By this post’s title, you’d think we were in a sordid film. But really we were in the House Republican Caucus room for the GOP’s weekly media availability. Notable highlights: 1. Several bills to change the gun purchase background-check expansion, the recently passed Initiative 594, were heard Monday in committee hearings. But Rep. Shelly Short, R-Addy, said they aren’t likely to…More
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OLYMPIA — A crowded Senate hearing Thursday reviewed controversial legislation proposed by State Sen. Ann Rivers, R-La Center, to regulate medical marijuana dispensaries the same as recreational stores. Growing operations, the Washington CannaBusiness Association, the city of Seattle and others were there in favor of more regulation. Eric Cooper, co-owner of Monkey Grass Farms, a growing and…More
Going into the start of the legislative session next month, lawmakers will be looking at a host of issues around marijuana. Pot reporter Evan Bush already has written on a proposal to slash pot taxes and fold medical marijuana operations into the state’s regulated system. While I didn’t see that plan yet filed during…More
Alison Holcomb, criminal justice director for the ACLU of Washington and prime mover behind our state’s legal weed law, said she is “considering very seriously” running for Seattle City Council against incumbent Kshama Sawant. Holcomb has flirted with the idea of working in City Hall before, talking last year about a possible run for mayor or…More
WASHINGTON — U.S. Rep. Dave Reichert on Tuesday introduced a bill to ban the use of welfare benefit cards at stores selling marijuana, adding them to a prohibited list that includes casinos, liquor stores, strip clubs and tattoo parlors. Reichert, a Republican from Auburn, joined 11 other lawmakers in sponsoring the “Preserving Welfare for Needs…More
There was significant pot news out of California Thursday with the announcement that Lt. Gov. Gavin Newsom is heading an ACLU panel that aims to put a legalization measure before Golden State voters during the next presidential election in 2016.
If such a measure passes in the country’s largest state, pot advocates have predicted it could effectively end federal prohibition of marijuana.
Alison Holcomb, the chief author of Washington state’s legal pot law, is on the panel along with at least one skeptic, Keith Humphreys, a former White House drug policy advisor. The panel includes 13 others, including medical, legal and law enforcement experts.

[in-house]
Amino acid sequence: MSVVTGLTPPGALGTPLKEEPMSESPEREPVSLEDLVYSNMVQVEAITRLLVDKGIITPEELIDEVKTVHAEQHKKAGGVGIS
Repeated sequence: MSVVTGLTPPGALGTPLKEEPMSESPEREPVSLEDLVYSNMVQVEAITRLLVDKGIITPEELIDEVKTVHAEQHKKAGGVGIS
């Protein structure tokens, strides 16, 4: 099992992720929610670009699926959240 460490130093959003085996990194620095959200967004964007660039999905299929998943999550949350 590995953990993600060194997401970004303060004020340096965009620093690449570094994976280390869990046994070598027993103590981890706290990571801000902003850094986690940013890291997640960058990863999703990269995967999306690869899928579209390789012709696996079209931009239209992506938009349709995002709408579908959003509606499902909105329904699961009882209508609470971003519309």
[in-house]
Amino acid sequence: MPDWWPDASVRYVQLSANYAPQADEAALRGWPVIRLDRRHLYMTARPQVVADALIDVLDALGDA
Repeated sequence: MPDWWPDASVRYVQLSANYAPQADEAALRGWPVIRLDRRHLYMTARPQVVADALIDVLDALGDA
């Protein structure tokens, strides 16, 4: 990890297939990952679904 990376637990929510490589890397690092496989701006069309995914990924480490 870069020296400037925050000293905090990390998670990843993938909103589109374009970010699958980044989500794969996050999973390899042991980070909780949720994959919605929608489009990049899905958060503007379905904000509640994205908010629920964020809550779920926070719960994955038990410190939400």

California voters rejected a legalization measure, Proposition 19 in 2010. But Prop. 19 lacked a plan for statewide regulation and taxation of legal pot. Only 46.5 percent of voters supported it.More
Most medical marijuana patients should be brought into the recreational pot market the state is creating, urged all nine Seattle City Council members in a letter to Gov. Jay Inslee and key legislators. The medical marijuana market continues to operate, at best, in a gray market, council members said, which could undermine the state’s goal of curtailing…More
WASHINGTON — King County Sheriff John Urquhart said his deputies will vigorously enforce Washington’s new marijuana law, especially against underage pot smokers. Urquhart is testifying today before the Senate Judiciary Committee on how to reconcile the state’s legalization of pot and the still-on-the-books federal prohibition. In an interview before the hearing, Urquhart said he sees little…More
Gov. Jay Inslee and state Attorney General Bob Ferguson asked a U.S. Senate committee for a key bit of help in creating a tightly regulated legal pot market. In written testimony submitted to the Senate Judiciary Committee for a Tuesday hearing, Inslee and Ferguson stressed that without changes at the federal level, Washington state’s legal pot merchants will…More
Mark Kleiman, the state’s top pot consultant, has suggested a way to end the lingering tension between Washington’s new recreational pot law and the federal government, which considers all marijuana illegal.
And state Attorney General Bob Ferguson did not dismiss Kleiman’s idea. Ferguson said the AG’s office “has done their own examination” of Kleiman’s proposal and “it’s too soon to say” if it has traction with decision-makers.
Ferguson did not want to reveal any more about the state’s discussions with the federal Department of Justice. “I’m not ready to get into more detail about what communication is going on with the feds,” Ferguson said.
In an article published Wednesday in the Journal of Drug Policy Analysis, Kleiman said the DOJ now seems to have three options: cracking down on legalized pot in Washington and Colorado, acquiescing to legalization, or “muddling through” with its current policy of only saying it continues to review new laws in those two states.
Kleiman sees two better alternatives.More